Are WiFi Allergies Real?

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In the hit AMC series Better Call Saul, actor Mike McKean stars as a reclusive lawyer, who rarely leaves the house due to his extreme sensitivity to electromagnetic fields. He works only by sun or lantern light, forbids anyone from bringing a cellphone into the house, and only goes outside wearing a special foil blanket to protect him from the harmful rays of electromagnetism. If he is exposed, he experiences piercing headaches, dizziness, and eventually blacks out.

Obviously, Chuck McGill is a fictional character, but the show brought attention to a rumored condition that has been either dismissed as a myth or completely ignored until now: Electromagnetic Hyper-Sensitivity, or EHS. An increasing number of people around the world are claiming to suffer from symptoms very much like those experienced by this popular television character.


Life for People With EHS

EHS is believed to be triggered by exposure to cell phone radiation and most importantly, Wi-Fi signals. Those who claim to suffer from this condition describe a wide variety of symptoms including headaches, searing pain in the teeth, nausea, and heart palpitations. A British woman claiming to suffer from EHS named Mary Coales stated that it feels like “being tasered in her mouth.” Those who claim to suffer from it insist that their symptoms intensify depending on their proximity to the electromagnetic signal’s source, such as a Wi-Fi router. Given how ubiquitous the presence of Wi-Fi is these days, it has made life for EHS sufferers very difficult. Movie theaters, cafes, hotels – all things the rest of us take for granted – are off limits to them.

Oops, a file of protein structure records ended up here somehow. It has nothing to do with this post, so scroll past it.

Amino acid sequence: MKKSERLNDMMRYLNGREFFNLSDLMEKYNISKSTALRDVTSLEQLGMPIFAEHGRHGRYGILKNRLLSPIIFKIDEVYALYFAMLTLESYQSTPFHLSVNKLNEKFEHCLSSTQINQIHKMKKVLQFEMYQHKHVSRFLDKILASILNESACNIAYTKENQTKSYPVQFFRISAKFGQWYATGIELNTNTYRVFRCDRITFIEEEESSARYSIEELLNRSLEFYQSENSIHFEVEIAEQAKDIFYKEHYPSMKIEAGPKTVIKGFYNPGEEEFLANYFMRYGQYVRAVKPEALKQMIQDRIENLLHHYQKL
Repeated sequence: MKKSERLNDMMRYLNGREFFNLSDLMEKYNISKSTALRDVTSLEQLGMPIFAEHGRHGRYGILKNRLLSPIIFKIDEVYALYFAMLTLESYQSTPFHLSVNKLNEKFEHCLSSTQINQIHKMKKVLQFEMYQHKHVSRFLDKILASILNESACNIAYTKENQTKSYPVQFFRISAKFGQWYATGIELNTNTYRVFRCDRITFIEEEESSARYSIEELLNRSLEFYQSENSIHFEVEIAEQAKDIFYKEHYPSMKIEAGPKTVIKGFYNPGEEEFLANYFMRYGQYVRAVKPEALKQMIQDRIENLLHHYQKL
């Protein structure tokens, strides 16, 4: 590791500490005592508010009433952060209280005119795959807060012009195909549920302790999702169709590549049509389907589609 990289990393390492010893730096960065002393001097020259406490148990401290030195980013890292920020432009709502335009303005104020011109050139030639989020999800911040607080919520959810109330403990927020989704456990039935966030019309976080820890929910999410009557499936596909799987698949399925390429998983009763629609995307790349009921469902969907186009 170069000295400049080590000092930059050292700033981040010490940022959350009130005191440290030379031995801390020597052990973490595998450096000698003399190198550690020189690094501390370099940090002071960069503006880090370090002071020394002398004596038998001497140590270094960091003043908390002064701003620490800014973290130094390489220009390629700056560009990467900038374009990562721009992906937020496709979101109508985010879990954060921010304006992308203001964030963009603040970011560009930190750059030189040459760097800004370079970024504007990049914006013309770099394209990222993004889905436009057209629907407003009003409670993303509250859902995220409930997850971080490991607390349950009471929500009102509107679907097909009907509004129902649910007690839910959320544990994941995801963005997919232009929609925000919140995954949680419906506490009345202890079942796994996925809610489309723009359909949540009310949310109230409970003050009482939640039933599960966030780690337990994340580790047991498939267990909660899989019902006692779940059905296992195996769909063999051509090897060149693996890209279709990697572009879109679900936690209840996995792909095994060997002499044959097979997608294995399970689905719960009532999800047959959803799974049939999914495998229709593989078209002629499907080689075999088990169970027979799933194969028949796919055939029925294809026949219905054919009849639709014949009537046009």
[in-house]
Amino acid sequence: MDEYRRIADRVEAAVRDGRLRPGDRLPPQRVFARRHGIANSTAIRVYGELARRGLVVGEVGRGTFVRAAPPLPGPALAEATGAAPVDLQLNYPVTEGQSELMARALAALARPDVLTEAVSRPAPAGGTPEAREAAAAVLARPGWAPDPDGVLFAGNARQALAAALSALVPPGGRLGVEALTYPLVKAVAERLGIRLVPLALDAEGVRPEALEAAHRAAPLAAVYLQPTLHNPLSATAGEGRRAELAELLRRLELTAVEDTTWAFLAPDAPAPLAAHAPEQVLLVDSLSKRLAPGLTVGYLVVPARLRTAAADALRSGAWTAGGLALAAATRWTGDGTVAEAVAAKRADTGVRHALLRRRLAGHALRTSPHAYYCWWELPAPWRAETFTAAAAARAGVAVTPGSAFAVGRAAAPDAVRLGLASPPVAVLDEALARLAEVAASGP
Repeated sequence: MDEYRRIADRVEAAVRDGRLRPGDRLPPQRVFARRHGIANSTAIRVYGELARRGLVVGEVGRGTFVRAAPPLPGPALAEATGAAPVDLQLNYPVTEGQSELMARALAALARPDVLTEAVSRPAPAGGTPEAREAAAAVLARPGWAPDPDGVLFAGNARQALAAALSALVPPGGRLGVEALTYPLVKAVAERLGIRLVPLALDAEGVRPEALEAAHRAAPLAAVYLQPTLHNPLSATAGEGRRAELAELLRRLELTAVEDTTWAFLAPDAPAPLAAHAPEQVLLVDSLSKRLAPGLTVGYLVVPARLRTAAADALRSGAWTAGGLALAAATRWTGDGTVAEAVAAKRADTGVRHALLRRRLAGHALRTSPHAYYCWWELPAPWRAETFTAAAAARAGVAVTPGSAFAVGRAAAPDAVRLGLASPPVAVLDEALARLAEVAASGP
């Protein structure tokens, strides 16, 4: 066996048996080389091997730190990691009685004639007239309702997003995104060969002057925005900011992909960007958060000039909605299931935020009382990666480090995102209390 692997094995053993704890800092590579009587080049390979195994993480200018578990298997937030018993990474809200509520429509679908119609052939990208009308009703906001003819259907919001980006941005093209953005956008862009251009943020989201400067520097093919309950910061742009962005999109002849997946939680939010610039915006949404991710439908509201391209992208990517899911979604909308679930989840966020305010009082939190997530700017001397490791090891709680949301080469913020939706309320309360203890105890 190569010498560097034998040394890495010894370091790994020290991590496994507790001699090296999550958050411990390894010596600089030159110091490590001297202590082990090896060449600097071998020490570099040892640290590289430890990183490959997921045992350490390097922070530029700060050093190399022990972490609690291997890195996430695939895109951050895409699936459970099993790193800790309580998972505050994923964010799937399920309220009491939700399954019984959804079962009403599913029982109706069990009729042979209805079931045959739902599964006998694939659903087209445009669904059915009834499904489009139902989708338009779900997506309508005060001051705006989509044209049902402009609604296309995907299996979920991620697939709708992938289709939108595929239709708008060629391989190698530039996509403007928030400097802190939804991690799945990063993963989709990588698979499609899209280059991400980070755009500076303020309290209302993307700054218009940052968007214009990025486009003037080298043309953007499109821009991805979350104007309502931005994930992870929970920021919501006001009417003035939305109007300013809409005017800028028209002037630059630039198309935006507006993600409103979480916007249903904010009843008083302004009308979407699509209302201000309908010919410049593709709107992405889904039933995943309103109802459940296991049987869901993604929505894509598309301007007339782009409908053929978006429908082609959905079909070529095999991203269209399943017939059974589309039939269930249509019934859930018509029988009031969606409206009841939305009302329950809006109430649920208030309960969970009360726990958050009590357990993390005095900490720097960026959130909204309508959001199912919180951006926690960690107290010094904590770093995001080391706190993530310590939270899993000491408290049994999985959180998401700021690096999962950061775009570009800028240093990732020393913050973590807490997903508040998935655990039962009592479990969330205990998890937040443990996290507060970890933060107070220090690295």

What is interesting is that many EHS sufferers seem to develop their symptoms later in life, after already being exposed to Wi-Fi and cell phone signals for years, or even decades. It is currently unknown why some people can seemingly spontaneously develop these symptoms, even after years of exposure without problems.

Some people with EHS have found relief in the form of a special material called Aaronia Fabric, which filters out electromagnetic shields. The fabric, which is made from a combination of polyamide and silver, can be used to line the walls of a house, or in the case of Mary Coales, make a bonnet that allows her to walk outside unharmed. Other EHS sufferers have found their symptoms improve by replacing newer florescent light bulbs with old-fashioned incandescent bulbs. This suggests that some people with EHS are more sensitive than others if even mere light bulbs are triggering their symptoms.

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